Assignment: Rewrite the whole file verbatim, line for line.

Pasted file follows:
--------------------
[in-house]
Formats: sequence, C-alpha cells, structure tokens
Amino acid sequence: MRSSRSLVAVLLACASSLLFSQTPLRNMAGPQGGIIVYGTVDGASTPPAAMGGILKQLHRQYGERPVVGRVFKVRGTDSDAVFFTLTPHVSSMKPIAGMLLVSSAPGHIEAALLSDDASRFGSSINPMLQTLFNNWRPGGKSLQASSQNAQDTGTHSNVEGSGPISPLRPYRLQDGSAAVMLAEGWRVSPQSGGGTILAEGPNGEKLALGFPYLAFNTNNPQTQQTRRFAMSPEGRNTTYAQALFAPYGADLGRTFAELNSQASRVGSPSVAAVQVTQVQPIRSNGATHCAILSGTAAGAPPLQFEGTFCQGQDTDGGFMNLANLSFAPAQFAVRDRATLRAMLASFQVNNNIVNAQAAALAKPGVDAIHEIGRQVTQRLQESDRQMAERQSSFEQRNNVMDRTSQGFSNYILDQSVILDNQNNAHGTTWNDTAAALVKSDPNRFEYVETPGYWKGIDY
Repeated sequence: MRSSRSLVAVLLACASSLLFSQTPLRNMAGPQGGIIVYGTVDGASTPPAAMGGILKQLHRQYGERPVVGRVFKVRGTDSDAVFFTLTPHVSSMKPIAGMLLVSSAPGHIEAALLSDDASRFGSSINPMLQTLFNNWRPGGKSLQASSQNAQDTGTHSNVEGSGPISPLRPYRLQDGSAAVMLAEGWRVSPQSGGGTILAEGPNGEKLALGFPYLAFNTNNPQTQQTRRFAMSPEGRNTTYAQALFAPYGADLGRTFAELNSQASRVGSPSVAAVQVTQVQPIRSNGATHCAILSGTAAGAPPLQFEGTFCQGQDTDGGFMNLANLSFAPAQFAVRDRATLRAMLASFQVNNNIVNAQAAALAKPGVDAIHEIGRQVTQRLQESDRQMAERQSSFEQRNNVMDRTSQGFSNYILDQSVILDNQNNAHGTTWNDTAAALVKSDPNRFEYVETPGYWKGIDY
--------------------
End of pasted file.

[in-house]
Formats: sequence, C-alpha cells, structure tokens
Amino acid sequence: MRSSRSLVAVLLACASSLLFSQTPLRNMAGPQGGIIVYGTVDGASTPPAAMGGILKQLHRQYGERPVVGRVFKVRGTDSDAVFFTLTPHVSSMKPIAGMLLVSSAPGHIEAALLSDDASRFGSSINPMLQTLFNNWRPGGKSLQASSQNAQDTGTHSNVEGSGPISPLRPYRLQDGSAAVMLAEGWRVSPQSGGGTILAEGPNGEKLALGFPYLAFNTNNPQTQQTRRFAMSPEGRNTTYAQALFAPYGADLGRTFAELNSQASRVGSPSVAAVQVTQVQPIRSNGATHCAILSGTAAGAPPLQFEGTFCQGQDTDGGFMNLANLSFAPAQFAVRDRATLRAMLASFQVNNNIVNAQAAALAKPGVDAIHEIGRQVTQRLQESDRQMAERQSSFEQRNNVMDRTSQGFSNYILDQSVILDNQNNAHGTTWNDTAAALVKSDPNRFEYVETPGYWKGIDY
Repeated sequence: MRSSRSLVAVLLACASSLLFSQTPLRNMAGPQGGIIVYGTVDGASTPPAAMGGILKQLHRQYGERPVVGRVFKVRGTDSDAVFFTLTPHVSSMKPIAGMLLVSSAPGHIEAALLSDDASRFGSSINPMLQTLFNNWRPGGKSLQASSQNAQDTGTHSNVEGSGPISPLRPYRLQDGSAAVMLAEGWRVSPQSGGGTILAEGPNGEKLALGFPYLAFNTNNPQTQQTRRFAMSPEGRNTTYAQALFAPYGADLGRTFAELNSQASRVGSPSVAAVQVTQVQPIRSNGATHCAILSGTAAGAPPLQFEGTFCQGQDTDGGFMNLANLSFAPAQFAVRDRATLRAMLASFQVNNNIVNAQAAALAKPGVDAIHEIGRQVTQRLQESDRQMAERQSSFEQRNNVMDRTSQGFSNYILDQSVILDNQNNAHGTTWNDTAAALVKSDPNRFEYVETPGYWKGIDY